Business confidence has fallen to a seven-year low amid declining optimism in the services and manufacturing sectors, research suggests.
An optimism index by BDO, the accounting firm, fell by 0.67 points last month to 95.59, its weakest since March 2012 and close to the 95 level that signals zero growth.
The report is compiled for BDO by the Centre for Economics and Business Research, a consultancy, by weighting economic data from Britain’s main business surveys, covering more than 4,000 different respondents from companies employing five million people. They include the quarterly CBI industrial trends survey, the Bank of England’s agents’ summary of business conditions and the Markit/CIPS manufacturing and services purchasing managers’ index.
The decline was because of a drop in manufacturing optimism, which fell by 3.38 points in October, and to a lesser extent by the key services sector, which fell by 0.34 points.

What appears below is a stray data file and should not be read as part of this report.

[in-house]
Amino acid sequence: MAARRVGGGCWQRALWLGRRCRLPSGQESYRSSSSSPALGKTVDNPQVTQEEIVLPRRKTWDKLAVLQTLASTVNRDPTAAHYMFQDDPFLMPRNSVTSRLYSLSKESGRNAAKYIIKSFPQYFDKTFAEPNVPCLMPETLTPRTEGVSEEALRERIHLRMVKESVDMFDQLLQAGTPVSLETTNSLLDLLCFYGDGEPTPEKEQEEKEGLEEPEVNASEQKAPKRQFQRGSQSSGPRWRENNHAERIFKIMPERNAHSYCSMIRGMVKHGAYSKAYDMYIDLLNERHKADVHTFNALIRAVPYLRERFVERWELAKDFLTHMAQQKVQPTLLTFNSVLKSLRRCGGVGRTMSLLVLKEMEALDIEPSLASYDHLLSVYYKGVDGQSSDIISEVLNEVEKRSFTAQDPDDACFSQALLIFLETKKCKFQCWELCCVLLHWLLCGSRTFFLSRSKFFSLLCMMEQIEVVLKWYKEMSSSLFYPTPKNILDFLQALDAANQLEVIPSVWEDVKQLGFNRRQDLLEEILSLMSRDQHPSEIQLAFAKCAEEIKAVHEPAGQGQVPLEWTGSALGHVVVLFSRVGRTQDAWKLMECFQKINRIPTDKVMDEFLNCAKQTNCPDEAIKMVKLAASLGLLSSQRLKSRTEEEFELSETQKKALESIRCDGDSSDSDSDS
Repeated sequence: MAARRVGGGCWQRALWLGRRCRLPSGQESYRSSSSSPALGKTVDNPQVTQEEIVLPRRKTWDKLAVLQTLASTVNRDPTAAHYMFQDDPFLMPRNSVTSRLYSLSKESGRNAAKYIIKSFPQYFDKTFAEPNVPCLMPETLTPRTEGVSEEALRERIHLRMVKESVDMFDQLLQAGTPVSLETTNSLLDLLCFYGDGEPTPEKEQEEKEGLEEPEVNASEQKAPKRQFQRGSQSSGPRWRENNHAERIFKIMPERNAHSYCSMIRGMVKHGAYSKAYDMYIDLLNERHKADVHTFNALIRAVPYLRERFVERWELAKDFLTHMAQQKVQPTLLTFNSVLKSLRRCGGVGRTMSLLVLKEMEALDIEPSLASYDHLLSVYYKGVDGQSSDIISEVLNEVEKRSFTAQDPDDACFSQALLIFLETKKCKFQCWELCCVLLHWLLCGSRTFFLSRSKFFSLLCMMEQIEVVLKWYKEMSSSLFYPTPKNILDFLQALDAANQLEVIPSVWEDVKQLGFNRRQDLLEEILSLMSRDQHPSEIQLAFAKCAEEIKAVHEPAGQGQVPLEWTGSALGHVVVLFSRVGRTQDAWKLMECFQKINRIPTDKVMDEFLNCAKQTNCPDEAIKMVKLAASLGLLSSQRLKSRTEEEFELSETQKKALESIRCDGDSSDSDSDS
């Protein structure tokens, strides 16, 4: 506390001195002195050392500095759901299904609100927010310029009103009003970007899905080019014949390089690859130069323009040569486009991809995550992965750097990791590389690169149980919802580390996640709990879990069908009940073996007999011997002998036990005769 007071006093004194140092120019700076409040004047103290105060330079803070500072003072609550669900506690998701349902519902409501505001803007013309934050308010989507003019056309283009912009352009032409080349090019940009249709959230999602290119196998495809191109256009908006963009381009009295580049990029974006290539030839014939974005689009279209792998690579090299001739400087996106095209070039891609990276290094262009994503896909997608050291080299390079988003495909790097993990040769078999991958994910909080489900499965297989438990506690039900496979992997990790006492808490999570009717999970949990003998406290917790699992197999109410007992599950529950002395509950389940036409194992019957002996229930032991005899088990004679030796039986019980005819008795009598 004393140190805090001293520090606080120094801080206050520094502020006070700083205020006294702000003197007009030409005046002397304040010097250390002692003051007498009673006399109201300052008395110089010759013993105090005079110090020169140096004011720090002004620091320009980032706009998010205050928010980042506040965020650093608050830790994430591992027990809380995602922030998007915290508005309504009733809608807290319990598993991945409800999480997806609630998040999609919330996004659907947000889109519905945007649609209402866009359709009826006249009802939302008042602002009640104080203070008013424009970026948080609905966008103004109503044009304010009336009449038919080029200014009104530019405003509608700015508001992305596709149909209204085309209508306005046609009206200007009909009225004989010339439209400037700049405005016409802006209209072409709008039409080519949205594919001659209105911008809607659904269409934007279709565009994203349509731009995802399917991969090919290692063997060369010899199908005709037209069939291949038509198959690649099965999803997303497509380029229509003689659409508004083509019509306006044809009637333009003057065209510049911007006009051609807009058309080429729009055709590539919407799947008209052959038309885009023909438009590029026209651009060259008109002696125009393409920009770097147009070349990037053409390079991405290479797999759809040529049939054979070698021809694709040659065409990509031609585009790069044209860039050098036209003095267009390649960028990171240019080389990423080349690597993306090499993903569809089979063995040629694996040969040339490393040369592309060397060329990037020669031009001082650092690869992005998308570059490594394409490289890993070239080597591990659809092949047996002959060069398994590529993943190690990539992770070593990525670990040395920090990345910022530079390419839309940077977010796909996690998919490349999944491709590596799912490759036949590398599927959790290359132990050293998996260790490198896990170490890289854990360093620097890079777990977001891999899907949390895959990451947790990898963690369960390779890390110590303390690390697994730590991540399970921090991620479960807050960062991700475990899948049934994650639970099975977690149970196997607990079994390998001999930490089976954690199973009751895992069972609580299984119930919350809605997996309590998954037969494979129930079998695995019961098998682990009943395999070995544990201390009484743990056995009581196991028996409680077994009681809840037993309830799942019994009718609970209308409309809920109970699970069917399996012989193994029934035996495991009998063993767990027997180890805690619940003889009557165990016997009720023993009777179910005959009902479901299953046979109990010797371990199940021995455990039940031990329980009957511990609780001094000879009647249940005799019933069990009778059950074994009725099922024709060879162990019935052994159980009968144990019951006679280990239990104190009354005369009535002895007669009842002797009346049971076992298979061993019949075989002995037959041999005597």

Businesses are contending with uncertainty over Britain’s relationship with the European Union, the trade war between America and China and signs of a slowing global economy.
Peter Hemington, a partner at BDO, said that the last time business confidence was so low “was when the country was staggering out of the doldrums caused by the global financial crisis . . . With an unpredictable general election looming, continued political volatility in the UK remains a key driver of falling optimism.”
BDO also produces monthly output and inflation indices. Manufacturing output fell for a 13th consecutive month to 87.1 points, down by 0.9 from September and “well into recessionary territory”. It left the overall business output index at 96.69, down by 0.75 points. The inflation index fell by 1.11 points to 94.25 in October, its lowest level since May 2016, the month before the EU referendum.